“Fed Watch” is a macro podcast, true to the rebellious nature of bitcoin. In each episode, we challenge traditional narratives and Bitcoin by examining current macro events around the world, with a focus on central banks and currencies.
In this episode, CK and I smash through the August Consumer Price Index (CPI) data, some shocking Chinese economic data, and we talk about the price of bitcoin and ether.
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IPC power and housing components
After covering some charts, like bitcoin, S&P 500, German DAX and European natural gas futures, we dive into this week’s big topic, US CPI data.
In this episode, I dive deep into the biggest story of the week, the US CPI report from the Bureau of Labor and Statistics. We pay particular attention to the food and shelter components of CPI. Food prices saw a decline in their rate of increase, resulting in what I interpret as signaling that a spike in food price inflation has occurred. We also cover accommodation costs in the CPI. It is the largest component by weight and it continues to increase. However, in the episode, I give a few reasons why housing is a very lagging indicator and probably 18-24 months behind other prices.
For CPI, the main takeaway from this podcast is the need to focus on month-to-month changes, rather than year-to-year. If you just look at year-over-year rates, you’ll find yourself thinking that prices are rising 8% annualized right now, when in fact they’re up less than 1% in annualized rate over the past two months. There is a big difference there.
China’s Oil Exports and Demand
On “Fed Watch”, we are proud to have been on top of the crisis in China from the very beginning. When others were – and still are – on the bandwagon of China’s rise, we decry the obvious economic deterioration and fundamentally weak geopolitical position of China.
Well, things don’t work out for them. This week we received reports that Chinese exports are falling off a cliff. In an article in the South China Morning Post, we read that instead of the normal peak season for Chinese exports with the holiday season approaching in the United States and Europe, Chinese exporters say they are actually seeing a number that resembles the “off season”. .”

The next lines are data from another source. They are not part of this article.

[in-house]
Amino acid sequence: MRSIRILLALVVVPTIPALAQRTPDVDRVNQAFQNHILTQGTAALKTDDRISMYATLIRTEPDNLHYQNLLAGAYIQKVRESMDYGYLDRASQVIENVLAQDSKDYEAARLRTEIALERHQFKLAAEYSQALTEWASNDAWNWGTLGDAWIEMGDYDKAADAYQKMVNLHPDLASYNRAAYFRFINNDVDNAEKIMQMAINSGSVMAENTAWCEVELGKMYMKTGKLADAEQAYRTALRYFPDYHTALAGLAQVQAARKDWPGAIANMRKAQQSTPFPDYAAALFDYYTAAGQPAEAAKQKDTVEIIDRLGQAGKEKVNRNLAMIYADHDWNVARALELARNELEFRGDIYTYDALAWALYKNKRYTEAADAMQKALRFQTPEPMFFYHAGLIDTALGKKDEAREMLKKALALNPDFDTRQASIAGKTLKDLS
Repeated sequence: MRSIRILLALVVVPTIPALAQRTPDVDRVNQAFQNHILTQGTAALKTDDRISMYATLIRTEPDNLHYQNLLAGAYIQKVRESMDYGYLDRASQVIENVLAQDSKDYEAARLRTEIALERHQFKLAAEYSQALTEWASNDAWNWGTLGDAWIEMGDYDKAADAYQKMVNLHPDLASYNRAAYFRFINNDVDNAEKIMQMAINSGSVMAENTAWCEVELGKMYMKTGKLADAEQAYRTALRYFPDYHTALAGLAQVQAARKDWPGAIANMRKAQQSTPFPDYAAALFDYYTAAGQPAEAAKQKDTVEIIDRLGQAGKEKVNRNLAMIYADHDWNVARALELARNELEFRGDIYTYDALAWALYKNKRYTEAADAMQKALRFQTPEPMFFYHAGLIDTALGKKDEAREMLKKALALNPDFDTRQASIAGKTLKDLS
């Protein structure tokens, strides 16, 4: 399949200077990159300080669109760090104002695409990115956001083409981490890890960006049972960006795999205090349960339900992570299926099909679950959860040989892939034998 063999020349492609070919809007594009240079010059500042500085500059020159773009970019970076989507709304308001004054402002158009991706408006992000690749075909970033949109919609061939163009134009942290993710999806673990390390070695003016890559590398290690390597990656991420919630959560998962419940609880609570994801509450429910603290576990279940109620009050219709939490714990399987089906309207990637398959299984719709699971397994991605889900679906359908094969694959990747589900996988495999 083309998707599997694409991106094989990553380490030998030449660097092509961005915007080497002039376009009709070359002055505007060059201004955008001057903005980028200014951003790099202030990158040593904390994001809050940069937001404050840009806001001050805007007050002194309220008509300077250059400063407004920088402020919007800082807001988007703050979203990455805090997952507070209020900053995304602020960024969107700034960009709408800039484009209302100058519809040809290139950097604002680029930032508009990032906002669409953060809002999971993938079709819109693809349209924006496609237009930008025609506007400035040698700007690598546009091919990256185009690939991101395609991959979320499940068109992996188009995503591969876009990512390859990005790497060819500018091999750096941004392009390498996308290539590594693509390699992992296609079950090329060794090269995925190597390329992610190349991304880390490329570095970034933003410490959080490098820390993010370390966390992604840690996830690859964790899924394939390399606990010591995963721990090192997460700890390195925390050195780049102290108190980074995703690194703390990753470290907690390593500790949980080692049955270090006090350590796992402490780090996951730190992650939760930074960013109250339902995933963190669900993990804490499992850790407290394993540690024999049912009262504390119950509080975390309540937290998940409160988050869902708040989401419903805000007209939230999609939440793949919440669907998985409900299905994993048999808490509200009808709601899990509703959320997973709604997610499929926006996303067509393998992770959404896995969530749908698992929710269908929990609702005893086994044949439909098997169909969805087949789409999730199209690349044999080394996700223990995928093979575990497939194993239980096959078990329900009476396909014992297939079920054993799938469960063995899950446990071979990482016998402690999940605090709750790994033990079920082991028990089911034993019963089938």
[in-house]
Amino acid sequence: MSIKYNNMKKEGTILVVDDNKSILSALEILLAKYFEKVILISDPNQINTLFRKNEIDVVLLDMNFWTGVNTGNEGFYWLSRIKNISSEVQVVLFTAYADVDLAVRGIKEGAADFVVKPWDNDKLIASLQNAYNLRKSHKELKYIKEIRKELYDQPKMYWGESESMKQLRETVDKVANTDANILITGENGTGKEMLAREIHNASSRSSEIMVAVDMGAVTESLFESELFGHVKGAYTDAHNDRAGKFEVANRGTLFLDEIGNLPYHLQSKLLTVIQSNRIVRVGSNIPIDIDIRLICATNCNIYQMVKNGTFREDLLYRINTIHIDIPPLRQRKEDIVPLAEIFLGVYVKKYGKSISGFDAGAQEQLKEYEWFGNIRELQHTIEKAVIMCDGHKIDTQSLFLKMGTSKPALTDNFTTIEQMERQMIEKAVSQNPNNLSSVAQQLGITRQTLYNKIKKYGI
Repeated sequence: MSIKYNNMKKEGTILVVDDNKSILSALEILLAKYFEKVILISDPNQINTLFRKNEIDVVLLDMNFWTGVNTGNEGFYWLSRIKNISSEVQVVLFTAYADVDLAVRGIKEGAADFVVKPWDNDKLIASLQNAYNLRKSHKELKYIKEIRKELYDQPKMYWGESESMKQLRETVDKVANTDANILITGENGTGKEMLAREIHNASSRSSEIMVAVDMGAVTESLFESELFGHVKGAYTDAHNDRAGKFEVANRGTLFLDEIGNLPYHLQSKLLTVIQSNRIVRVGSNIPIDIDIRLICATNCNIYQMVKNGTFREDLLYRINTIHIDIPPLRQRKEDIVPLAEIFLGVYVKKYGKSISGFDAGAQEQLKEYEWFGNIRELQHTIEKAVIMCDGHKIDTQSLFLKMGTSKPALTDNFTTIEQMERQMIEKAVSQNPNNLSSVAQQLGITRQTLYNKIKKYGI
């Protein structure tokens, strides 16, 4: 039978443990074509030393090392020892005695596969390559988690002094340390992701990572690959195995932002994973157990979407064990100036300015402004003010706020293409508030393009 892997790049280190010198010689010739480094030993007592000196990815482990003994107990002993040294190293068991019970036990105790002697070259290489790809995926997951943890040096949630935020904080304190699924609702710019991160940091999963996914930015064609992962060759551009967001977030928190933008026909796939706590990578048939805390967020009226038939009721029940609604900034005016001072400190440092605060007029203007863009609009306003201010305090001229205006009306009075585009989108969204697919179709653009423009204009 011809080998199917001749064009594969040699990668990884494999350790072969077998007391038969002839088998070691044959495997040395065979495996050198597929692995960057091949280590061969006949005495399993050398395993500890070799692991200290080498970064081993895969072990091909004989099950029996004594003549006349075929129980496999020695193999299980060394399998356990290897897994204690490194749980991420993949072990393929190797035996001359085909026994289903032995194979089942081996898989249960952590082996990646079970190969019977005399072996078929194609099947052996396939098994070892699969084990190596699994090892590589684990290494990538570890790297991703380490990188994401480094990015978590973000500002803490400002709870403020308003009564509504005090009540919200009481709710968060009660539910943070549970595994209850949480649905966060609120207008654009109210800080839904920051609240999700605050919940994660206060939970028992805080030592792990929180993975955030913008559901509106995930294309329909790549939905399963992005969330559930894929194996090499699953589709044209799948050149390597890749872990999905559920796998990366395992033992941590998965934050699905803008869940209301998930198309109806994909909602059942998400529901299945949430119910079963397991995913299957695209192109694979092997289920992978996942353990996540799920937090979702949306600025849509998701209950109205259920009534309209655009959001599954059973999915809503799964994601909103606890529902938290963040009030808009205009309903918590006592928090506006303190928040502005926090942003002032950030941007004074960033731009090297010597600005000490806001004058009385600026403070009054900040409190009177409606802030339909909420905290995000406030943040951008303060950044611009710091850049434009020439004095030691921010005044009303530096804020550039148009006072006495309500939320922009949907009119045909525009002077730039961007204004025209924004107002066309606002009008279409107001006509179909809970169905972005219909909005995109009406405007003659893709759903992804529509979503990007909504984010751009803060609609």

“The decline reflects lower demand for freight, both due to excess inventory at some importers as inflation reduces spending by some consumers, and as others shift to other types of goods. and services as the pandemic recedes,” said Judah Levine, head of research. at Freightos. “Many retailers pulled peak season orders earlier in the year to avoid delays.”
Not only are their exports falling, but their demand for oil is also falling. I read a report that says China’s oil demand has dropped for the first time since 2002!
“The main downward pressure on oil prices over the past few days has been a report that China may see its annual oil demand decline for the first time since 2002 due to Covid restrictions under the Beijing’s zero-Covid policy.”
This is exactly what I predicted, that the world has peaked in oil demand, at least for the next two decades. The main driver of the demand slump is de-globalization and the associated economic contraction. The world has grown to require around 100 million barrels of oil per day and with the depression of de-globalization I can see that dropping to 90 million barrels per day and staying there for years.
Populism, nationalism and anti-globalization
In the last segment of the show, we take stock of the political situation in Europe. The Swedish elections are over and the anti-globalization right has taken control of its parliament. It was a result that seemed to come out of nowhere. In the country that is renowned for its leftist leanings and seen as a bulwark of modern European brand socialism, Sweden moved quickly against global Marxists.
Two other important elections are to come before the end of the year. Italy, where the Brothers of Italy and their anti-globalist coalition should take control of a possible super-majority in their parliament, and the United States at midterm, where the anti-globalists should take control of both houses of Congress.
Indeed, it is a massive swing against the Marxism of Davos, Washington and Brussels. It is also a very good sign of individualism, more decentralized governance and the rise of neutral money.
This is a guest post by Ansel Lindner. The opinions expressed are entirely their own and do not necessarily reflect those of BTC Inc. or Bitcoin Magazine.